I waited three years to celebrate Christmas with my entire family.
I live in California, almost 6,000 miles away from my family in Germany. Only visiting two to three times a year makes it difficult to maintain a relationship. We try to text and call as much as possible, but that doesn’t make up for experiencing moments together in person.
I remember it was a cold December morning in the little town of Oberstenfeld: the geese were flying south, the trees were crackling, the quivering wind was striking against the walls while the aroma of my grandmother’s freshly baked cookies and the lyrics of “Stille Nacht, heilige Nacht” drifted through Ostpreußenweg #10.
I woke up to the sound of my door sliding open and saw my grandmother’s eyes staring at me to check if I was still alive at 9:30 in the morning and greeted me with “Frohe Weihnachten” — Merry Christmas in German.
This was the moment I realized how important it is to have people you can call family. This year was my aunt and uncle’s turn to host Christmas. And at 5 p.m. everyone arrived nicely dressed with all of their presents at my uncle’s house.
The evening started off with a creamy potato carrot soup and then moved onto a light arugula salad with feta cheese. For the main course, we were served roasted goose, gravy, “Knödel” German potato dumplings, and “Spätzle,” German pasta, and ended off with my aunt’s famous Mousse au chocolate tasting like pure heaven.
Not only did we have an amazing dinner, but the room was filled with candlelight, golden ornaments and the delicious pine tree scent along with lots of laughter and giggling. I remember sitting at the table in complete disbelief while tears of happiness were rolling down my cheeks.
Now I know that having a family is essential while at the same time it is our responsibility to be there for them too. Having a family means supporting each other and learning from one another. Children depend on their parents and family to keep them safe and provide for them, but adults depend on their children just as much.
When parents teach their children how to count numbers, their children teach them the importance of patience as well as resilience. We need people whom we can call “family.”
The definition of family isn’t merely the family you were born into, it’s who you choose to bring into your life and who picks to take you into theirs.
A person I would call “family” is someone that I can feel secure with along with whom I can always count on, whom I can share my problems with, who make me laugh, etc. It’s the people that choose to be there for you during both the good and bad times.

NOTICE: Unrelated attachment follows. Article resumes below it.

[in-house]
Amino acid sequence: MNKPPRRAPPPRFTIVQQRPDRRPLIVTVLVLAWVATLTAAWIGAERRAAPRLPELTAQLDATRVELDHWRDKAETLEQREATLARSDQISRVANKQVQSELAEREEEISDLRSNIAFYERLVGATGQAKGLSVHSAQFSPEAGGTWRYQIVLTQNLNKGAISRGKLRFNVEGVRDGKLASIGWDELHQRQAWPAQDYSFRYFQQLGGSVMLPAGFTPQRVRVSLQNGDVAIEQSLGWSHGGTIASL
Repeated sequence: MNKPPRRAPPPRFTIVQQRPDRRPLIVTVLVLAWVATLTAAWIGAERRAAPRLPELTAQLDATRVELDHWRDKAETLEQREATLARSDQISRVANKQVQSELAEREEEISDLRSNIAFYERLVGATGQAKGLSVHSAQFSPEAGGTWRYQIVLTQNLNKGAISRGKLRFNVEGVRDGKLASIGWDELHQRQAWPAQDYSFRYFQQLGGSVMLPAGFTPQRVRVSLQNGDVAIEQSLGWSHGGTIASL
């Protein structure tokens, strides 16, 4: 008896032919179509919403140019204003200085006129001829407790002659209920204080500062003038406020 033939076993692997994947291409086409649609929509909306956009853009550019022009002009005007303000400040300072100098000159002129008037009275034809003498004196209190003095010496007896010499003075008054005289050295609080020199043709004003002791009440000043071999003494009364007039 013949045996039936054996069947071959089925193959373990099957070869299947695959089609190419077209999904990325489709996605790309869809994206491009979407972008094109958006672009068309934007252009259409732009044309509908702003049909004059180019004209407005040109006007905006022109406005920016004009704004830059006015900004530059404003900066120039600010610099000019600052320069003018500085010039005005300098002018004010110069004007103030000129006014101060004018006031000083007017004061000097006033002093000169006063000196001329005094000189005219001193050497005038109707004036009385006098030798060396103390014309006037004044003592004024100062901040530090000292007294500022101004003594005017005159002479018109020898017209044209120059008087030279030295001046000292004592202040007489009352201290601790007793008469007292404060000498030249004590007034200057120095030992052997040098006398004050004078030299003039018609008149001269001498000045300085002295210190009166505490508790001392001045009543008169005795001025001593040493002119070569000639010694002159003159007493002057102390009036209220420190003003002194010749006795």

Since the pandemic started, traveling has become a lot more unsafe and risky. For this reason, I have not seen my family in almost a year.
It has been tough being separated from them. I was reminded how much I miss being with my family while listening to Manoj Sigh, a rickshaw driver, talk about how joyful his family makes him in the documentary film Happy. He says, “I feel that I am not poor, but I am the richest person.”
Rich was what I felt on Dec. 24, 2018, because I was satisfied with all the love and support I received from my family. Many people complain about not feeling accomplished enough, however having people in your life that love you is already a huge achievement, and more than others have attained and own. Never underestimate your accomplishments.
In the dictionary, it says that “family” is a group of people related by blood or ancestry. According to the documentary “Happy,” Denmark, the happiest country in the world, argues differently.
Denmark’s most unique quality is that it has more of its population living in cohousing communities. A young girl living in a cohousing community described it as “a big family,” in the documentary.
I understand this to mean that it is not necessary to surround yourself with people with who you share the same ancestry with as long as you are with the people that you love and who love you back.
I agree, the family does not have to be just my mom and dad, but can also be my good friend, Nora, who lives in Germany and whom I haven’t seen in years, but have stayed in close contact with.
True family is the sense of love, loyalty, genuine care, selflessness and concern for others.
“Family” ultimately means importance as well as responsibility. While having our own family is essential, it is our duty to be “family” to someone else as well. Others need to have their “family” just as much.
Finally, treat others the same way you want to be treated.